Big Tech Crunch
Big tech was stomped again over the past few sessions but the current retracement still lies within the parameters of a regular late summer shake down. What is a bit more disconcerting to me is the marked increase in realized (historical) volatility, which usually is indicative of a late stage bull market top. Since big tech has been leading this rally this would have major implications to equities across the board.
Nothing goes up forever of course and although pinning a top is a costly exercise in futility one is well advised to take note of early signs of buying exhaustion. If you have watched my System Building Masterclass then you recall the two main ways of how bull markets end.
- They slowly run out of steam and roll over.
- Volatility gradually increases and after a blow off top they usually run out of oxygen and transition into a HV bear market.
How does this information help us place successful trades and profit? Well it’s not by top picking – that’s for sure. Rather the idea here is to recognize early signs and adjust your trading systems accordingly. For example in the current scenario keeping wide stops is probably good medicine since the swings seem to be getting wilder by the day.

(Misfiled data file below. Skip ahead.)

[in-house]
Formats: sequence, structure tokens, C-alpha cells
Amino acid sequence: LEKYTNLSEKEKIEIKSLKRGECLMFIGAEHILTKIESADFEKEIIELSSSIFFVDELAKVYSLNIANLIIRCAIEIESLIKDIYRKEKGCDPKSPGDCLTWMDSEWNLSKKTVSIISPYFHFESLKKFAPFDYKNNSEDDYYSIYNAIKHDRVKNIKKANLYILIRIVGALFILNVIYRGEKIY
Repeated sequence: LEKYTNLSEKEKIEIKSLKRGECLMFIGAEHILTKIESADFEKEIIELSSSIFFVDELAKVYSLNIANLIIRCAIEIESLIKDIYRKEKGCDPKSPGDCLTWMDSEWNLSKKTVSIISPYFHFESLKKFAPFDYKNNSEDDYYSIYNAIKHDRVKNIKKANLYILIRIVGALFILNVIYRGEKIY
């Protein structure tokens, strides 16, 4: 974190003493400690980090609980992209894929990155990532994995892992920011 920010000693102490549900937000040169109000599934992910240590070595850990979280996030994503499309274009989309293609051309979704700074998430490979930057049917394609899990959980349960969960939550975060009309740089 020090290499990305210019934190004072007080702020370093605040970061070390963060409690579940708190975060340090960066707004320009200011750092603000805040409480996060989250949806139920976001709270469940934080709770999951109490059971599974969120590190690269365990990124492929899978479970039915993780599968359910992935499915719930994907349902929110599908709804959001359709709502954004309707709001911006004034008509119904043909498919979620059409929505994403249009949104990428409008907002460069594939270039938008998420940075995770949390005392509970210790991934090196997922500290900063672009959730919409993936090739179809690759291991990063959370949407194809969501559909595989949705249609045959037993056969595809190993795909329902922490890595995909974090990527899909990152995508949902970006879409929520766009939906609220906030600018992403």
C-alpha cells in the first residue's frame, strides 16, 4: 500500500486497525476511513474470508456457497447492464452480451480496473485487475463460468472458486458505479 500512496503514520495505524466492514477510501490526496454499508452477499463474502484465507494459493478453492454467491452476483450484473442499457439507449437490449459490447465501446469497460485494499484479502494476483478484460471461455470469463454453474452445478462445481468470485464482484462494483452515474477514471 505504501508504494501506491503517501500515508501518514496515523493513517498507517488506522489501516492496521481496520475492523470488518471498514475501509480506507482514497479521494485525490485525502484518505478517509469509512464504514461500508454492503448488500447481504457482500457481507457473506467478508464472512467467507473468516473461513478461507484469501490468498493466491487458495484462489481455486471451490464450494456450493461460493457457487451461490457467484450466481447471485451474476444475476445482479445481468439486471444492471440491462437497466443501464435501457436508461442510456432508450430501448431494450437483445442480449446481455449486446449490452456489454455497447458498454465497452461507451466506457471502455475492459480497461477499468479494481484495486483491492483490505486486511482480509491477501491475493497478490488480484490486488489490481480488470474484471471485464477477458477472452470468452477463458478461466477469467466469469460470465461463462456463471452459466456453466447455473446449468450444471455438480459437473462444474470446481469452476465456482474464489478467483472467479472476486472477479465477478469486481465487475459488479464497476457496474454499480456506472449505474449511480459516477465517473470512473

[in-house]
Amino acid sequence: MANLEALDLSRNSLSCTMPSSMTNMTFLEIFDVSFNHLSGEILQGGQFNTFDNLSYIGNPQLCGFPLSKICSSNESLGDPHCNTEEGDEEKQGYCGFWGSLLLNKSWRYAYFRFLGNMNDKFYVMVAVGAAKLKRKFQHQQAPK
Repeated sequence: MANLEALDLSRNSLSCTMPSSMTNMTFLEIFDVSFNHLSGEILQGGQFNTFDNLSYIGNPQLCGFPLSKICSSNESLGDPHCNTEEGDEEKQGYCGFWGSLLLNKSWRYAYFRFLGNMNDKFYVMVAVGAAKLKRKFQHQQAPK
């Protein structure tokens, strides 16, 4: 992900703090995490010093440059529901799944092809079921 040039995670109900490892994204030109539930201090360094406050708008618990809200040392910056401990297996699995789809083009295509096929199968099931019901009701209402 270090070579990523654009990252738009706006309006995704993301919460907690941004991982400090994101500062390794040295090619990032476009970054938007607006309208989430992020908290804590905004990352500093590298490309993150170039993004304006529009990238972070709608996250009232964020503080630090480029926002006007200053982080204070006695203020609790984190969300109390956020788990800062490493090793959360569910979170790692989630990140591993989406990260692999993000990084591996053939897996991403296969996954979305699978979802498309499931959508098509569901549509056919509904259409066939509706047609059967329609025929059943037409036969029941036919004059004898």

Further trend trading systems for example will begin to break down and most likely be drawn into stop outs. The easy part of the bull run is over and profiting in the final phase of a bull run takes a lot more finesse than the Robinhood crew will be able to muster.
That said – I will be taking out a few small long positions on expectations of a reversal higher. The odds in this range are probably as good as they will get since continued weakness would most likely trigger additional short covering by weak hands.
All in all I would not risk more than 1.5R on my entire position however as I consider this a late stage bull market which will become increasingly more volatile. That does not mean we’re not going to see new ATHs – what it does mean is that it’ll be mor difficult to navigate.
A few days ago I mused that the VIX would most likely not descend much lower than 23.5 and to nobody’s surprise I had to eat my words just a few sessions later. So much for making predictions about volatility 🙂
Although I am enthused about a touch of the VIX 20 mark what concerns me however is the jump in the VVIX which basically is an index that tracks realized volatility in implied volatility. So in other words – how volatile is the perception of forward risk in equities?
Now we’ve seen quick jumps in the recent past and things settled down afterward. But that usually only applies if there are no follow up spikes and I’ll be sure to keep an eye on this for potential signs of trouble.
I should probably call myself Mole Quixote these days as I still have not given up on my long DX campaign. Thus far it’s still looking positive but after the first surge higher we may easily see another retest of the 93.2 mark. Part of the price of admission and my stop remains at break/even Which is cutting it a bit close – but the rules are the rules after all.